Storm triggers evacuations in Santa Barbara County: 'Don't be fooled into thinking that this can’t happen again'

Storm triggers evacuations in Santa Barbara County: 'Don't be fooled into thinking that this can’t happen again'
Authorities ordered evacuations in Santa Barbara County ahead of a fast-approaching storm expected to hit the area, which is still recovering from deadly mudslides in Montecito in January. (Brian van der Brug / Los Angeles Times)

Santa Barbara County authorities ordered mandatory evacuations Monday for residents below fire-ravaged mountains ahead of a "fast-approaching" storm that could cause flooding and mudflows.

"Those hills are filled with silt, with rocks, with boulders, there's plenty more up there that could come down," Sheriff Bill Brown told reporters Monday, adding that conditions may be more precarious than in January, before deadly mudslides swept through Montecito. "Don't be fooled into thinking that this can't happen again."


Residents who live in areas at "extreme risk" for debris flows near the Thomas, Sherpa and Whittier burn areas were ordered to leave by 8 p.m.

Authorities recommended that those in "high risk" areas leave also, as they face the risk of flooding or being cut off from services and utilities. People with limited mobility or large animals should consider leaving immediately, officials said.

County officials created an interactive map so residents can determine the level of risk to their neighborhoods.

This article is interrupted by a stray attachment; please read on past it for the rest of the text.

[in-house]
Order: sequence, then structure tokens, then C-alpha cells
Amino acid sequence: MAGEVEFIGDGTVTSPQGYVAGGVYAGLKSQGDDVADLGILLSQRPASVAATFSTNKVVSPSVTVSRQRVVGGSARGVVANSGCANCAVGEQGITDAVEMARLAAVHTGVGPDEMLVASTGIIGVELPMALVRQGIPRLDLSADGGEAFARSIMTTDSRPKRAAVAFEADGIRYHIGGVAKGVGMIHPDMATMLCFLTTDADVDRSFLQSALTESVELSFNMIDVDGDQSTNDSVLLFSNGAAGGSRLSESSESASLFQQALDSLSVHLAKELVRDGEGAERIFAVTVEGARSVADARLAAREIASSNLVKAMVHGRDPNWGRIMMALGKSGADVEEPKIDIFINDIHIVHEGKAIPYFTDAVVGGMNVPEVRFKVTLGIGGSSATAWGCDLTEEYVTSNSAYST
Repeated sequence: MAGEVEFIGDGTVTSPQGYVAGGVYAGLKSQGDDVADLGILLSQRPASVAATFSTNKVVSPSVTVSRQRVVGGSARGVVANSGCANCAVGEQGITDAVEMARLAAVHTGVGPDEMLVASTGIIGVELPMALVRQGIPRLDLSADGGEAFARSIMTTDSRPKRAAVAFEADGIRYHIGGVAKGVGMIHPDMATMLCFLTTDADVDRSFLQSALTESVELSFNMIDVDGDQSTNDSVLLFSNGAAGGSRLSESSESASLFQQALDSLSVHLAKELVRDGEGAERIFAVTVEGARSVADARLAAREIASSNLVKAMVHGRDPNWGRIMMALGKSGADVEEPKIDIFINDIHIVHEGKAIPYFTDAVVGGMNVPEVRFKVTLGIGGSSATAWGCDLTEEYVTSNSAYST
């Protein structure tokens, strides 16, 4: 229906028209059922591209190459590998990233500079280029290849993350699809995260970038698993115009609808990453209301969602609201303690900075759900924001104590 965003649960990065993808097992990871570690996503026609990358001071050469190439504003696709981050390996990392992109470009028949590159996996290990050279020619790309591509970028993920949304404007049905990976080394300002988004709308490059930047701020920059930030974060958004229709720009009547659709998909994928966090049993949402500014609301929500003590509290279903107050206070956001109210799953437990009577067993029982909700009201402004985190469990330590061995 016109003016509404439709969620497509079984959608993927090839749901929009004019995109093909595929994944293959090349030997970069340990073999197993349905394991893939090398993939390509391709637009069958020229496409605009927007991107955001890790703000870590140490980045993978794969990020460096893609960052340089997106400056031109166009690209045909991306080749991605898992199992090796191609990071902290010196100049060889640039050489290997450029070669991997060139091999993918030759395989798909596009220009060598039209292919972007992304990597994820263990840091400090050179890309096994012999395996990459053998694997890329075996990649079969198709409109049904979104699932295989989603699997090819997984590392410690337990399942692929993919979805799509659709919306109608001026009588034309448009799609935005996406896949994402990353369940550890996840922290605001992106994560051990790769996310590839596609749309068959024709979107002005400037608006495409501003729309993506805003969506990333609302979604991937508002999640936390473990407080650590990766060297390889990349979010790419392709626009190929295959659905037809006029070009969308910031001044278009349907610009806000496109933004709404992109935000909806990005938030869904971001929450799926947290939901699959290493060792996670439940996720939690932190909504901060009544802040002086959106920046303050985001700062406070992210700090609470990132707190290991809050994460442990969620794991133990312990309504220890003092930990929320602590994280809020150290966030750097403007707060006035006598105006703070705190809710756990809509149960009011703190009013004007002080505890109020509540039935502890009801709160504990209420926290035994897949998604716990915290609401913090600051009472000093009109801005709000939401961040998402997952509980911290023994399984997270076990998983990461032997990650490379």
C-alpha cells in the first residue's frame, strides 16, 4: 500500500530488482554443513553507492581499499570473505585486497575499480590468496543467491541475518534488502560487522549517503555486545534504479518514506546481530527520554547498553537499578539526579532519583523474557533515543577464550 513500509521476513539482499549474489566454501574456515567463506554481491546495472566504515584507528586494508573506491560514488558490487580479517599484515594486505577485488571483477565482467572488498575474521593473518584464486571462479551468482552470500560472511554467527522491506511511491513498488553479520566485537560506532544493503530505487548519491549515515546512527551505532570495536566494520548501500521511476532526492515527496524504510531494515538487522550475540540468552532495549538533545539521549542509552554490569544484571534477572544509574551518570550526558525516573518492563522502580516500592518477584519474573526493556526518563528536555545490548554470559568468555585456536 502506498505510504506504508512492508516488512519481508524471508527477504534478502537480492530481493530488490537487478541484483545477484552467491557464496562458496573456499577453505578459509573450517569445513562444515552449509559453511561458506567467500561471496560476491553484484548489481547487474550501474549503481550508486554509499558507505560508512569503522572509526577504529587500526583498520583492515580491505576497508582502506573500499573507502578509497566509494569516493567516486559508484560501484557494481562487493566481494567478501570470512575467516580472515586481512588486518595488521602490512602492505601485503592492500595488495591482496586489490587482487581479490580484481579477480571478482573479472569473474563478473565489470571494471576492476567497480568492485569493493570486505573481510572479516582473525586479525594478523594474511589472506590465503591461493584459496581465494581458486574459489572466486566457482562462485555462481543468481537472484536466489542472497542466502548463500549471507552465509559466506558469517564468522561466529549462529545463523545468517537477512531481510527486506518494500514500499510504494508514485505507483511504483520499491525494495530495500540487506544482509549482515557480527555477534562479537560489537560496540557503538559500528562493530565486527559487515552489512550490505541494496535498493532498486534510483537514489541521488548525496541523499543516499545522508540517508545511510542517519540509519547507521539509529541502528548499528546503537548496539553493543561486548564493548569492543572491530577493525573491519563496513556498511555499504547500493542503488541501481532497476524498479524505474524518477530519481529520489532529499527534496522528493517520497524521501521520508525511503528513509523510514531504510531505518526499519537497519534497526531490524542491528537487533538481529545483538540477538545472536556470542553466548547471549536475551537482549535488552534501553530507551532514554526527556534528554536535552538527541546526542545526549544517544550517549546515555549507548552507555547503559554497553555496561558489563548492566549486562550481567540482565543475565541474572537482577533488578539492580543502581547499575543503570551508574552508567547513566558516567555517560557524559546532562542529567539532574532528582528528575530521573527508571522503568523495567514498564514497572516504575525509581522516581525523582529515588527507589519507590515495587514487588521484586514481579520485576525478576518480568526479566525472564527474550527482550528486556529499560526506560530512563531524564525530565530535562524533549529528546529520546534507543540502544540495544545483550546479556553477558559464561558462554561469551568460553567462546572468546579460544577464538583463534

Authorities will go door-to-door to notify residents of the order, but they will not be able to alert everyone in person.

"It is very important that you spread the word about this evacuation — tell your family members, tell your friends, tell your neighbors," Brown said. "Please do not wait for someone to come to your door."

A voluntary evacuation order was issued in Ventura County for residents of Matilija Canyon and North Fork.

Rain will begin to fall Monday evening, but the heaviest downpour is expected in Santa Barbara and western Ventura counties Tuesday from 7 a.m. to 1 p.m., said Kathy Hoxsie, a meteorologist with the National Weather Service.

That's when the region could see rainfall rates that exceed half an inch per hour, an amount that could trigger debris flows. A slight chance of a thunderstorm means some areas could see seven-tenths of an inch of rain an hour.

"The problem with all of these storms is they're somewhat like a shotgun blast — you can't predict with complete accuracy where they're going to hit most intensely," Brown said.

Even so, Tuesday's storm is expected to be more powerful than the March 2 storm that triggered widespread evacuations, but caused little damage, he said.

"This one, the weather service had much greater concern," Brown said.

An evacuation center was opened at the Goleta Valley Community Center at 5679 Hollister Ave.

The storm will dump heavy rain from eastern Ventura County to downtown Los Angeles beginning at about 11 a.m., officials said.

Montecito is still recovering from devastating mudflows that swept away homes and killed 21 people.


Twitter: @AleneTchek


8:55 p.m.: This article was updated with statements from a news conference.

This article was originally published at 4:35 p.m.